| NEW YORK, June 10
NEW YORK, June 10 A U.S. judge on Tuesday signed
off on a revised class action settlement between publishers and
freelance writers, who for years claimed their work had been
reprinted in online databases without their permission.
At a hearing in New York, U.S. District Judge George Daniels
gave final approval to the settlement, worth at least $10
million, calling it "fair, reasonable and adequate."
Defendants in the lawsuit included Reed Elsevier
, New York Times Co, News Corp's Dow
Jones & Co, Thomson Reuters Corp and Knight Ridder,
which was bought by McClatchy Co in 2006.
The initial accord came four years after the U.S. Supreme
Court in 2001 said publishers violate copyright law when they
reproduce freelance works electronically without first obtaining
permission from copyright owners.
Daniels had approved the initial deal, which would have paid
writers up to $18 million. But the 2nd U.S. Circuit Court of
Appeal in New York rejected the settlement in 2011, ruling that
it shortchanged authors who did not register copyrights in their
Those authors represented more than 99 percent of the claims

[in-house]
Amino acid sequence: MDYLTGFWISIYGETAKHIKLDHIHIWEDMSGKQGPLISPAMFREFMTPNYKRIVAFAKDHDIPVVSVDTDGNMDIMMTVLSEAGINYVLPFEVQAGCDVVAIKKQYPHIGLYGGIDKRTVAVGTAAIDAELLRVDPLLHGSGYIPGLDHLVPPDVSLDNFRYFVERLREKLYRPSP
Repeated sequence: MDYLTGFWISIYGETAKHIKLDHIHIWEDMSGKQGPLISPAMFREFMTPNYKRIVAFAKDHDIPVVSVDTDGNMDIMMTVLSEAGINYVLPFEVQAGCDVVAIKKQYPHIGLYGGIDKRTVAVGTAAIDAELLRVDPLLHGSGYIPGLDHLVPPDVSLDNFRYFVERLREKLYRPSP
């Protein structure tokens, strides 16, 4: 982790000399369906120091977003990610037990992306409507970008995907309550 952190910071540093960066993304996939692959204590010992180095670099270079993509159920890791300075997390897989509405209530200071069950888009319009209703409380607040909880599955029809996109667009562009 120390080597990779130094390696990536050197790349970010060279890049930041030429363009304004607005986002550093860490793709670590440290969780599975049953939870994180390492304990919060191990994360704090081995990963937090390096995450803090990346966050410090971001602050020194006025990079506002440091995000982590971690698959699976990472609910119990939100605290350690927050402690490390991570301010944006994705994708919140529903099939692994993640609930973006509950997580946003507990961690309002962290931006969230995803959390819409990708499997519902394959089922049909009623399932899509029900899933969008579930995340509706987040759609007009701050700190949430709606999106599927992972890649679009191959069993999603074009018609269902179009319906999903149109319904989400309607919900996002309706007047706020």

covered by the initial 2005 settlement.
Lawyers for the freelance writers submitted a revised
settlement proposal in November. Among other changes, the new
deal removed the $18 million cap on what writers can receive for
their archived work, including articles going back to the
In court papers, attorneys for the plaintiffs say that
claims to date, if valid, would result in about $12 million in
"We are pleased that the court granted our motion for final
settlement approval," Michael Boni, an attorney for the
plaintiffs, said in an email. "It appears the class members who
submitted valid claims will, after nine years, finally get
Charles Sims, an attorney for the publishers, did not
respond to a request for comment.
Daniels also approved $3.9 million in attorneys' fees for
the plaintiffs' lawyers, according to court filings.
The case is In re: Literary Works in Electronic Databases
Copyright Litigation, U.S. District Court Southern District of
New York, No. 1:00-md-01379-GBD.
(Editing by Jonathan Oatis)